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October 31, 2009

Units of measure in F#

The latest version of F# introduces units of measure.  Using this feature, you can indicate that a numeric value is in a particular unit – metres, seconds, etc. – and the compiler will track that as part of the data type and validate that units are being converted and compared correctly.

For example, we can declare the following values:

let distance = 1000.0<m>
let time = 400.0<s>

Give these the ol’ Intellisense mouse waggle, and you find that distance has type float<m>, and time has type float<s>.  Try to add them together, and you get a tasty compiler error:

let nonsense = distance + time

FS0043: The unit of measure 's' does not match the unit of measure 'm'

But divide them and the compiler recognises that it makes sense, and figures out and tracks the derived unit of measure:

let speed = distance / time

speed has type float<m/s>, and again the compiler enforces that operations on speed are compatibly typed:

let description =
  if speed > 10.0<m s^-1> then

Notice that F# supports the Proper Science notation of negative exponents as well as the Way Everybody Really Does It of division notation.

Derived units of measure can have names: the type float<kg m s^-2> is the same as float<N> and values of these types are therefore compatible.

let mass = 1.0<kg>
let accel = 50.0<m/s^2>
let whompiness = mass * accel

let ouch = whompiness > 100.0<N>  // compiles

Where do units of measure come from?  Well, when a daddy unit of measure and a mommy unit of measure love each other very much… but we’ve already talked about derived units of measure.  In fact, there are no units of measure built into the F# language or core library.  So either you have to define the units you need using the MeasureAttribute:

[<Measure>] type m

or you can import a bunch of standard SI units (basic units like the metre, kilogram and second, and derived units like newtons) from the F# Power Pack DLL:

// after referencing FSharp.PowerPack.dll
open Microsoft.FSharp.Math.SI

The Power Pack also includes a bunch of physical constants:

open Microsoft.FSharp.Math

let description =
  if speed < PhysicalConstants.c then
    "it's science"
    "it's science... fiction!"

Naturally, these are all declared with the correct units of measure so efforts to compare Planck’s constant to the speed of light will meet with ignominious failure.  To work around this, tell your boss you need $370bn for a new particle accelerator.

To be clear, F# doesn’t assign any actual semantics to units.  For example, if you declare imperial units (because if it was good enough for the Babbage Engine, it’s good enough for the CLR, by Jove):

[<Measure>] type ft

F# won’t let you combine feet with metres.  It has no way of knowing that ft is a length measure, or how it would convert to metres.  However you can of course create conversion functions for your units:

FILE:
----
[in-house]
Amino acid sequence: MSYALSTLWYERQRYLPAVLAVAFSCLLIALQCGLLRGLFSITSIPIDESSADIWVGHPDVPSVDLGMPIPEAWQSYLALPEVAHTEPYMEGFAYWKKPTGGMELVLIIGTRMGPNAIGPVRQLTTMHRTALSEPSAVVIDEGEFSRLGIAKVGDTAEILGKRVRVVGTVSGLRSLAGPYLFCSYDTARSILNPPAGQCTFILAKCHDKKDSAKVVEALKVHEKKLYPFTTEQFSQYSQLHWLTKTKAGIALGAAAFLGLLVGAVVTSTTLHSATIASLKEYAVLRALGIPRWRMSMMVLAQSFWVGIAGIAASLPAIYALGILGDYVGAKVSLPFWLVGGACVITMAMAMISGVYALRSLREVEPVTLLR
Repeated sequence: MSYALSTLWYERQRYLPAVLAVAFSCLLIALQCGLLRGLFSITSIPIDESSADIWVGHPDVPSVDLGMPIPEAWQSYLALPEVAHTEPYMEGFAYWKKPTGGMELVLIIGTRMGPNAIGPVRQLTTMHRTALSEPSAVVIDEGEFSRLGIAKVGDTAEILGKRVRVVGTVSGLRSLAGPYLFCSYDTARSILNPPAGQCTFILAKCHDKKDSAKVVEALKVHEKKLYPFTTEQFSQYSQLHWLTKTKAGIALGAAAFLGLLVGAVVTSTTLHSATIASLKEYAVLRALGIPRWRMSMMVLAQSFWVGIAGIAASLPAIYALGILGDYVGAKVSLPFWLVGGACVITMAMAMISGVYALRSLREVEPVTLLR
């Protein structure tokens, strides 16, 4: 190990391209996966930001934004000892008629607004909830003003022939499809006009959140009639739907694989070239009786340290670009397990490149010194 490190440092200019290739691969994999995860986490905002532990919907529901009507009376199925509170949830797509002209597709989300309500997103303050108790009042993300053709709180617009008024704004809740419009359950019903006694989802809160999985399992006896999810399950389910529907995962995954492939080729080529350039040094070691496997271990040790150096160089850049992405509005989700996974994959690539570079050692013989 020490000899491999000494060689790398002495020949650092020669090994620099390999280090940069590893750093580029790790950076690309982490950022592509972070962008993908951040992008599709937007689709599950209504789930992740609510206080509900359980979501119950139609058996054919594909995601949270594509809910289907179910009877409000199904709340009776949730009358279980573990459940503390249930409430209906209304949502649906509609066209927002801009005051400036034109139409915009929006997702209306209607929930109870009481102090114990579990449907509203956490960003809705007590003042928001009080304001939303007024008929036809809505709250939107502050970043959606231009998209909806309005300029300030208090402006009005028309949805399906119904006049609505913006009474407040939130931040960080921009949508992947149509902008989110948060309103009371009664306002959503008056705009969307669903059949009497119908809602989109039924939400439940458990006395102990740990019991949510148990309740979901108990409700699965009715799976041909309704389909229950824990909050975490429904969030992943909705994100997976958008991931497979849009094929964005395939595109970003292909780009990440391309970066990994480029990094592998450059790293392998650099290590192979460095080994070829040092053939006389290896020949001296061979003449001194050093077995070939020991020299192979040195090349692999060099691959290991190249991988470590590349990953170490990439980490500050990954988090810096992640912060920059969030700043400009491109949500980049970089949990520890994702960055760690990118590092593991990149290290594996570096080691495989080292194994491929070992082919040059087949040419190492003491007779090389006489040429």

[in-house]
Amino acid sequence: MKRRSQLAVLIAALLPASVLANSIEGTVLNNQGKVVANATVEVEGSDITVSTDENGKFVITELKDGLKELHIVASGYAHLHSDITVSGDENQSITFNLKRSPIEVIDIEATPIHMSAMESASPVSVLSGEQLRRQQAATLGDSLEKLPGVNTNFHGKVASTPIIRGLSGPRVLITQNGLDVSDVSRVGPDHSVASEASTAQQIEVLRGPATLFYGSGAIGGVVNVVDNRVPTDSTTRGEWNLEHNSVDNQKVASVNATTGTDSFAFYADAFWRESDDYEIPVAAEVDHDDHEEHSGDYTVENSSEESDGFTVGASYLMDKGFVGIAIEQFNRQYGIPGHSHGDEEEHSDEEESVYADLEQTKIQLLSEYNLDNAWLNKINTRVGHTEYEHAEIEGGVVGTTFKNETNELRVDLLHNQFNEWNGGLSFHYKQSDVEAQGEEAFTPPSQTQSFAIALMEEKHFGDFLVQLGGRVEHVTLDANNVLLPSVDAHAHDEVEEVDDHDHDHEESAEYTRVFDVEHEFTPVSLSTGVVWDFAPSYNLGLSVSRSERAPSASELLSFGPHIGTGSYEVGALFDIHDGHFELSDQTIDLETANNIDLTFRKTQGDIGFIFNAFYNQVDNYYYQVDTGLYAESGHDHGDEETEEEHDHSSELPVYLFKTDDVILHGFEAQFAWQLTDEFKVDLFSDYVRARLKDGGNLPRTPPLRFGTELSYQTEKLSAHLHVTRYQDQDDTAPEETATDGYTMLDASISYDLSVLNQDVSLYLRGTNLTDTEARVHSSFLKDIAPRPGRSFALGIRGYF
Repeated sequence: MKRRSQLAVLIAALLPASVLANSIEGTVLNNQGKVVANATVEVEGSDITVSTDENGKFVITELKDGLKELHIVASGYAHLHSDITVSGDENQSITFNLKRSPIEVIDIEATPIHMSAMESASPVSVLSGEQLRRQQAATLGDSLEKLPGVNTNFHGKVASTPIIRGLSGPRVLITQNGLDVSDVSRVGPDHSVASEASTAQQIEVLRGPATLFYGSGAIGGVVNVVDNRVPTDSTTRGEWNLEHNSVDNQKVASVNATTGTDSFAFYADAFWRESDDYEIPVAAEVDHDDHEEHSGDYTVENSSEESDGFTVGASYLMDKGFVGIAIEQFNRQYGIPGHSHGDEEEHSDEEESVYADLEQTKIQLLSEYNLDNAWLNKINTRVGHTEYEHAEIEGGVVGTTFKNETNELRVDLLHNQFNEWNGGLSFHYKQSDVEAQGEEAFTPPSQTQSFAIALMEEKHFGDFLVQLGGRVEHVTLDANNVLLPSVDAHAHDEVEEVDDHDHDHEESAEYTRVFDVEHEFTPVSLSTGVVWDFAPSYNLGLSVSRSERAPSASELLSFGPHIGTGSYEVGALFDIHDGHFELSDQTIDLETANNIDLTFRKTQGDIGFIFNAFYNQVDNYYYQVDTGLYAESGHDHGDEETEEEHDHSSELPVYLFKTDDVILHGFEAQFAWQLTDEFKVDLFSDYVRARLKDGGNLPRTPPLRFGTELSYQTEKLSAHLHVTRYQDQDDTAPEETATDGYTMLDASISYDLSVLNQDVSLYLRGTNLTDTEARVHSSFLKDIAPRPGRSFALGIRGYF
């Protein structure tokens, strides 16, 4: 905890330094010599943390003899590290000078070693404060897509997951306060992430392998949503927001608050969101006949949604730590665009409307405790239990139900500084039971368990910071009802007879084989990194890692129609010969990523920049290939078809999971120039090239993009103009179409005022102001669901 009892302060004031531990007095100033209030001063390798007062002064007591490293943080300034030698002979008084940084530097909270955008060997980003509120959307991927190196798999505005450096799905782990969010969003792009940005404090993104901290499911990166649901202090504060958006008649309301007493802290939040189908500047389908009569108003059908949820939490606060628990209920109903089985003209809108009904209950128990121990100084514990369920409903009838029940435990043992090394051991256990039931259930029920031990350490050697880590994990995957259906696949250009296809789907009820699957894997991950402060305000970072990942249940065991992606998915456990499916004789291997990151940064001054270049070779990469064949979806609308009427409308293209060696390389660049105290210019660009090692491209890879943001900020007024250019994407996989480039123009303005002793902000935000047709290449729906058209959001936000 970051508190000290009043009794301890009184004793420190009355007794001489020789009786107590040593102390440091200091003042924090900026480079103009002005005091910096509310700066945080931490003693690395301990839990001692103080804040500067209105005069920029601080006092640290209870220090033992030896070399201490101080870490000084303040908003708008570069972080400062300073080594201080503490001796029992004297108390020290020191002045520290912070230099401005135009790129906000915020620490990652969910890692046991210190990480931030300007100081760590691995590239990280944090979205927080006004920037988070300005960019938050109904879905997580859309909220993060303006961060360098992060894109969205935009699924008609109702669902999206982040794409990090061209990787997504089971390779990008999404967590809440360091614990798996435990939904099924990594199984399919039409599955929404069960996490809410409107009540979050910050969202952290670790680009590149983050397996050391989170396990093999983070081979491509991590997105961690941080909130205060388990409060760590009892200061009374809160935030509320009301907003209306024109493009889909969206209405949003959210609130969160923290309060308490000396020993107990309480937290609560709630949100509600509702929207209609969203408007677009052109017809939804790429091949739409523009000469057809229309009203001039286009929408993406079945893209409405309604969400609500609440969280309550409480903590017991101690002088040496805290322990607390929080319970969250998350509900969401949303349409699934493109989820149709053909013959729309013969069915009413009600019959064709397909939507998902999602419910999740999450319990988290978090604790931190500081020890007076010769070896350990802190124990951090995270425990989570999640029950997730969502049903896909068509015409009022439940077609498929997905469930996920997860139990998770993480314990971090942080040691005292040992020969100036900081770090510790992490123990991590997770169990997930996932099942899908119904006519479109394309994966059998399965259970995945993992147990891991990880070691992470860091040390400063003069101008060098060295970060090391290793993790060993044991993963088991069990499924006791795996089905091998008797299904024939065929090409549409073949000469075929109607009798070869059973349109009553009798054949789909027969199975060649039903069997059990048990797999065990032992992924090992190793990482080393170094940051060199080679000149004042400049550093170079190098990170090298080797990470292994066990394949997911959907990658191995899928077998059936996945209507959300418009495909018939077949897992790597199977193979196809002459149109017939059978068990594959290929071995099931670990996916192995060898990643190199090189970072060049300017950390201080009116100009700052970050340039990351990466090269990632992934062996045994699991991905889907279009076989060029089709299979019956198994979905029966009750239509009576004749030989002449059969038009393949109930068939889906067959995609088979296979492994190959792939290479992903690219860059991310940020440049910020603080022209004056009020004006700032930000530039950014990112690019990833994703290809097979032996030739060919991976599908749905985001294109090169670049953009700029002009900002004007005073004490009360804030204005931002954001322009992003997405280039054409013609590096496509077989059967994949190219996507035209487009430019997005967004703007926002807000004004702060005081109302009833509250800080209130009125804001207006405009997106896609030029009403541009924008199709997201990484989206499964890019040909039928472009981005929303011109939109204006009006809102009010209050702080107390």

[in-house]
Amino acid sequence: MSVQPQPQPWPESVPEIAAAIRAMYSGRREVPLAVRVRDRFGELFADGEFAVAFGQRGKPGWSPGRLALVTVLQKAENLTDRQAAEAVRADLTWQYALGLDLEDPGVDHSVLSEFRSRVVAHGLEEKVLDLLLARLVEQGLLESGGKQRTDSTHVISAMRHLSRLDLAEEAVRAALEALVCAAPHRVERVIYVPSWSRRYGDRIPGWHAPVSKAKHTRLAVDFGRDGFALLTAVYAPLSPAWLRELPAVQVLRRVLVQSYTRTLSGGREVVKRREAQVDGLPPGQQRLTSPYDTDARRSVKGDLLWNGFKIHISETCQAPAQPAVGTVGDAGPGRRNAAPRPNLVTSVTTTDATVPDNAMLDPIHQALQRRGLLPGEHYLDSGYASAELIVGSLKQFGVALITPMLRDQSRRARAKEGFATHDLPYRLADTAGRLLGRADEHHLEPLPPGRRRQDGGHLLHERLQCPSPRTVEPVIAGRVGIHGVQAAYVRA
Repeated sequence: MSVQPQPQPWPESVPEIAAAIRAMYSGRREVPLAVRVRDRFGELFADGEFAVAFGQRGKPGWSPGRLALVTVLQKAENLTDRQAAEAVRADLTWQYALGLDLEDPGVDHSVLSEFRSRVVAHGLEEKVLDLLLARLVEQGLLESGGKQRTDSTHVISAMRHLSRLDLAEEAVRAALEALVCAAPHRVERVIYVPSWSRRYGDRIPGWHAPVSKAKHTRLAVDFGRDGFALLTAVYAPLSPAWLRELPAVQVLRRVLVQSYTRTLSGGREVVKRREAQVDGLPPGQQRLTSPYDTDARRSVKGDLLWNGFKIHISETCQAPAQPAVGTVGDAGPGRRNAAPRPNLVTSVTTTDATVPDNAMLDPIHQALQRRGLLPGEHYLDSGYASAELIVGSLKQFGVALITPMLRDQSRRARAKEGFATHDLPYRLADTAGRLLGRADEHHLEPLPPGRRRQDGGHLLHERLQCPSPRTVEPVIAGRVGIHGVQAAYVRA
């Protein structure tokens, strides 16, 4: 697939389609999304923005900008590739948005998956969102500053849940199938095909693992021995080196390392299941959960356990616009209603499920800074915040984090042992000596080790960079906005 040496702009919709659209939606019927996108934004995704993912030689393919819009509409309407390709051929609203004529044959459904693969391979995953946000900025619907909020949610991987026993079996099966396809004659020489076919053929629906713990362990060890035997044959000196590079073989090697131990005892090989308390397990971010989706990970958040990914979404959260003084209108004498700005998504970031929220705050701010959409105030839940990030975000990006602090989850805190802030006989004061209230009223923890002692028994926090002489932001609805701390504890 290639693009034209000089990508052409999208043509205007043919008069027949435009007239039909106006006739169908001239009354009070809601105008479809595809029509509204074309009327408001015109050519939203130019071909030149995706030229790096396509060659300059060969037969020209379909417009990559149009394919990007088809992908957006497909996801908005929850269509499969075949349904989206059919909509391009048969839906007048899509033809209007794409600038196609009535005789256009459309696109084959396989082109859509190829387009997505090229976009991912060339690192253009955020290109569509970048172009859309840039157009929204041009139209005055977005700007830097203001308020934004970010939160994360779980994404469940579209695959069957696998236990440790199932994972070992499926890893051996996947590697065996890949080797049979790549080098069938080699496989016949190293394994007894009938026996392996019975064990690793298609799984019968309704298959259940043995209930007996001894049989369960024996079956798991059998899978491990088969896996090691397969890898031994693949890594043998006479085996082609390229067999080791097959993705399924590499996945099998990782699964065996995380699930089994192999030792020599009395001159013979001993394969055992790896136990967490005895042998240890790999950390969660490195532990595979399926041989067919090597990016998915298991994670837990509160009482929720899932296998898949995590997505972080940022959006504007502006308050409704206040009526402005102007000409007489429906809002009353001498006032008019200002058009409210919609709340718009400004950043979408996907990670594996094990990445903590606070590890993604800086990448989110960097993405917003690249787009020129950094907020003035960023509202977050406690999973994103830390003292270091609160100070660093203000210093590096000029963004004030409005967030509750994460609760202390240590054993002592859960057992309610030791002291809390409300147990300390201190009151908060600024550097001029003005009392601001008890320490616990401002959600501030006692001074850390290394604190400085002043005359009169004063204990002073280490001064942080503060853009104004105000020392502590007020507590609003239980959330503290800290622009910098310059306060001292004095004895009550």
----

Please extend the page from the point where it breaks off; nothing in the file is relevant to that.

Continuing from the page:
let feetToMetres(f : float<ft>) =
  f * 0.3048<m> / 1.0<ft>
let totalLength =
  100.0<m> + feetToMetres(100.0<ft>)

Notice that our metres-per-foot expression spells out 1.0<ft> rather than 1<ft>.  F# only allows units of measure to be applied to floating point values, not integers.

Finally, be aware that units of measure are erased during compilation.  At runtime, F# (or rather the CLR) sees only plain old floats.  Unit checking is part of the compile phase only.

October 31, 2009 in Software | Permalink


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Major coolness! (In an utterly geeky way of course.) I had the idea of building units of measure into a language, back around 1984, but never got around to fully creating a language to incorporate it, or hacking up an existing compiler to add it, or whatever.

As a step towards it, I created a Units of Measure library for C++ in 2003 (see http://davearonson.x10hosting.com/davearonson.com/meascpp/measure.html), but again never got around to porting it to anything more modern. Fortress (see http://en.wikipedia.org/wiki/Fortress_%28programming_language%29) was apparently originally supposed to have it, but that feature has been delayed indefinitely.

If I can spare the time, I intend to extend my version by allowing new units to be not only combinations, but *scalings* of prior units, so that for instance you could define "inch" as 0.0254 meters, and thus be able to use both inches and meters together -- plus feet, after defining that as 12 inches, yards, after defining that as 3 feet, and so on.

After that would be *additive* scalings like between degrees C and K. Once I have that in place, with both additive and multiplicative (if that wasn't a word before, it is now!) scalings available, I can easily define degrees F in terms of degrees C or K, or vice-versa.

Posted by: Dave Aronson at Nov 29, 2011 7:26:14 AM

Hi Dave,

Yes, whenever I talk about F# units of measure, one of the first questions that comes up is, "ooh, so if I add inches to kilometres, it converts between the two, right?" And I have to confess that it doesn't, that you have to insert a conversion at each point of use, rather than at the point of definition.

So I tend to think of F# units of measure as being more about sanity checking (a la dimensional analysis) than about interoperating different measurement systems. If you want to be sure you don't add a velocity to an acceleration, it's fine; if you want to handle both inches and centimetres, it's a bit more work.

Posted by: Ivan at Nov 29, 2011 9:02:29 AM